While I feared the Labour vote would be hollowed out, I did expect the Greens to do better. I will return to this issue also.

Watching the so called roof top party that formed part of TV One's coverage, I was dismayed at some of the reasons given by some people for switching their vote to National. I can respect people who take a liking to a particular policy of a party, but 'time for a change' is meaningless. It demonstrates a sense of disengagement that regards politics as a mere commodity, as merely the faces they see on the TV each night. Extreme Makeover Parliament Edition.

Yet many of these same people will act with alarm if National attempts to restart a more radical right wing agenda. They will be dismayed when their kids are dismissed from their job without reason after 90 days. How long before the reality of change sinks in?

As they say on TV, move that bus!

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Coverage of election 2008

Rather than do my usual long rant on the aftermath of Election 2008, I will attempt to break down my impressions and expectations into a series of posts. These will include general impressions and an attempt to analyse the underlying issues. I will also look at the fortunes of each of the parties in turn, and the possible implications for their future.

I will also look at the prospects for rebuilding the left, and the relation of the left to the centre party known as Labour.


Tuesday, November 04, 2008

TV3 debate

I found the TV3 debate fairly dull. I agreed with one of the commentators, I believe it was Jane Clifton, who wondered if both leaders had been trained by their media minders to be just plain dull and avoid talking about policy.

Overall I would call it a minor points victory for Helen Clark, but the debate was so dull is unlikely to have much impact on the wider campaign. I think Clark did well given that the tenor, questions and underlying assumptions behind the debate were framed against her. Like Audrey Young, I think there were occasions where host John Campbell did not give Clark a fair go to respond.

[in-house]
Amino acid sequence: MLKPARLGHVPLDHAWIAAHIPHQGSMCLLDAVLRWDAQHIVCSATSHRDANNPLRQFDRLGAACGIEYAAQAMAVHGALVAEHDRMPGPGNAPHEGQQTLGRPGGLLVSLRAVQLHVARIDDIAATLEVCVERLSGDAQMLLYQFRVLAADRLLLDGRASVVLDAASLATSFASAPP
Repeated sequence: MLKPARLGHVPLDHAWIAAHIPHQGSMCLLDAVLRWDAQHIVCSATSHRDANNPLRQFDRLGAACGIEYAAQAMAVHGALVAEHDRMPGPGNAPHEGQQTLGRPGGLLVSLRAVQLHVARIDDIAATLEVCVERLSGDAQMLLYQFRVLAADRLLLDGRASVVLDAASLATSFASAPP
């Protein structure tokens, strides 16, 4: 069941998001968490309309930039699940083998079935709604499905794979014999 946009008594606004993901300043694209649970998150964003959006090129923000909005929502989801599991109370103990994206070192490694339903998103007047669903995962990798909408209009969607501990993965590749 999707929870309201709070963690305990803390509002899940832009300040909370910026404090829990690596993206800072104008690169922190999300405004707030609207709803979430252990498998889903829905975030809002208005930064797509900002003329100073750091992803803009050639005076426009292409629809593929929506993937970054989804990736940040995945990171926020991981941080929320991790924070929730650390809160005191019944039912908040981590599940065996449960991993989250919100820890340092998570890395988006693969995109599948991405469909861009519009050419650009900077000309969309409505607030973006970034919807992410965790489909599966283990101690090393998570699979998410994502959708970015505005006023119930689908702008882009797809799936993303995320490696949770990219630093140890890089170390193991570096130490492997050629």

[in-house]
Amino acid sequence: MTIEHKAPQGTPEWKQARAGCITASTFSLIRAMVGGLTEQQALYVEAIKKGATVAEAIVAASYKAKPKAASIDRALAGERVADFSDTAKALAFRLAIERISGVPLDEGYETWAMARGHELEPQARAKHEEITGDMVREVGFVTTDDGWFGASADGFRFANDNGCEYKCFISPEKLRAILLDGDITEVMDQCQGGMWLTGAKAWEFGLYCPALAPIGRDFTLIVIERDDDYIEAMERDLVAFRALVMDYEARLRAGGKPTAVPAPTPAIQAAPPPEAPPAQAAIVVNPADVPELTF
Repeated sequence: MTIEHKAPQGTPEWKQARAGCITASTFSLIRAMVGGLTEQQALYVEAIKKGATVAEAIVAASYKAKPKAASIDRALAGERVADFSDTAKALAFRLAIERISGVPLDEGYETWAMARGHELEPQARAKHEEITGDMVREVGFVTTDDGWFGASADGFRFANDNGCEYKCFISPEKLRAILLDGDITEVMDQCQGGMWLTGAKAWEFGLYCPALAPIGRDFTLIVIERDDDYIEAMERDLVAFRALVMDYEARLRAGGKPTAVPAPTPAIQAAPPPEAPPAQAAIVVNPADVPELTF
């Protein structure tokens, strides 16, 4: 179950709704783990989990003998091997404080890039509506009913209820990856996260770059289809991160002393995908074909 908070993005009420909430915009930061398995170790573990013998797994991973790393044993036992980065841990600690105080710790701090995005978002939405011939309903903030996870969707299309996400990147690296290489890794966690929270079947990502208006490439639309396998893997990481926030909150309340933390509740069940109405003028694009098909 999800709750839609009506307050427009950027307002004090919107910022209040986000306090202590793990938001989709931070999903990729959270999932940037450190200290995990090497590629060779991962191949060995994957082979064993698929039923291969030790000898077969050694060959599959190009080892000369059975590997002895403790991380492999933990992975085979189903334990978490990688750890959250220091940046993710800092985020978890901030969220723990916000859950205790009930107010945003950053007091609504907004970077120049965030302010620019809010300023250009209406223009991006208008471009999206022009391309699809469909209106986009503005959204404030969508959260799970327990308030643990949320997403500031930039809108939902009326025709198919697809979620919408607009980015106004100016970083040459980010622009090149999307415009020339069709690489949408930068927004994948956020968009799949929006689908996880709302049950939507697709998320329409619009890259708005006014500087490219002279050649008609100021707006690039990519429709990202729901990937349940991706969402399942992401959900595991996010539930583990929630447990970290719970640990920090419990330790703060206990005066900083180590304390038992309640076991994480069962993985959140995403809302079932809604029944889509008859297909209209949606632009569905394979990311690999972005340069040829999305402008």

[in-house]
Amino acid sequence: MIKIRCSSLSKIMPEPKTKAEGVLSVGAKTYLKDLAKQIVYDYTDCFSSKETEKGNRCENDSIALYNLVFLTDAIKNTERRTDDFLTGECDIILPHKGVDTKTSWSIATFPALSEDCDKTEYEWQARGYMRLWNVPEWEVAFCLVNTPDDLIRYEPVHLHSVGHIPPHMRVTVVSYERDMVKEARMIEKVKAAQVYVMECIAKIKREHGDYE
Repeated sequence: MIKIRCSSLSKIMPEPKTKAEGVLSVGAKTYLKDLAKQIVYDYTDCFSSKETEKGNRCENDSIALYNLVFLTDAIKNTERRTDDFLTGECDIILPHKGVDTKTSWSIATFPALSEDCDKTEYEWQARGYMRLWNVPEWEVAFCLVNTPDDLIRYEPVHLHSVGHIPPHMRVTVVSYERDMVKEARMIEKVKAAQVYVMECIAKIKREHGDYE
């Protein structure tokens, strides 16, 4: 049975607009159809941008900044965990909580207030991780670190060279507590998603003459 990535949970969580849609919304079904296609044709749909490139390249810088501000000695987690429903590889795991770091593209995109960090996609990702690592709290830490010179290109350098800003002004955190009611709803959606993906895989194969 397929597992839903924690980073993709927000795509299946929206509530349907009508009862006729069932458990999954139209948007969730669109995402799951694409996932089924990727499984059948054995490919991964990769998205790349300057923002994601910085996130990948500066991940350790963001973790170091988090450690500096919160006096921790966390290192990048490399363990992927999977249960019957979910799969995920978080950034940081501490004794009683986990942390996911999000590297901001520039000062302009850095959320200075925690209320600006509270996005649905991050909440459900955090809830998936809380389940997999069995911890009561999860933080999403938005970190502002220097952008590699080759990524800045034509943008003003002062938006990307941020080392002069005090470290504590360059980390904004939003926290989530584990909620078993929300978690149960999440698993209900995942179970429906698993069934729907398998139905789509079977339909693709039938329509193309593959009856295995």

That said, the weakness in Clark's performance tonight was the same issue that has plagued the 08 Labour campaign - being too negative. Campbell gave her plenty of opportunities to talk about new policy initiatives - yet she failed to mention the promise of a universal student allowance once. Clark fluffed the chance for a strong closing statement by closing on Key, although I think Key/Campbell cut her off again here too.

While some Labour activists hope the 'Mary' ad will turn things around - I doubt it. To my mind, Labour would gain more votes if they toned down the frequency of the negative ads and ran the CTU videos on TV instead!

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Proportional representation and right wing whinging

The Herald on Sunday editorial calling for the election to produce a 'clear mandate' is nothing more than right wing winging about the demise of first-past-the-post and the inability of their National party friends to gain the support of more than 50% of New Zealanders for their policies.

The Herald questions whether Labour would have a legitimate claim to power in the case where Labour gets less votes than National, but Labour forms a government with support from a number of smaller parties. They claim a government formed by Labour, Greens, Progressives and the Maori party would be running "counter to the plainly expressed view of the people"

This position is simply constitutionally illiterate, as NoRightTurn has pointed out. A government needs to demonstrate that it carries a majority in the House on confidence and supply. What matters is winning the numbers on a confidence vote - it does not matter how those numbers are made up.

Of course, National and their supporters do not actually believe the largest party in parliament has an automatic 'moral right' to be the government. As my friend Peter T pointed out on Friday night - if this was the case Don Brash should have conceded on election night 2005. Labour won a greater share of the party votes than National. While I think Brash made a mistake not acknowledging that Clark was in a better position to form a Government in 2005, he was still entitled to conduct discussions to find out whether a government led by him would enjoy the support of the house.

Now in the event National do win more party votes than Labour on Saturday, one can respond to Tories demands for an immediate concession with a simple question. Did Brash offer his immediate concession to Clark in the case where Don saw a slim chance of a National led Government? No? Well if thats the case, don't expect a concession from Helen either.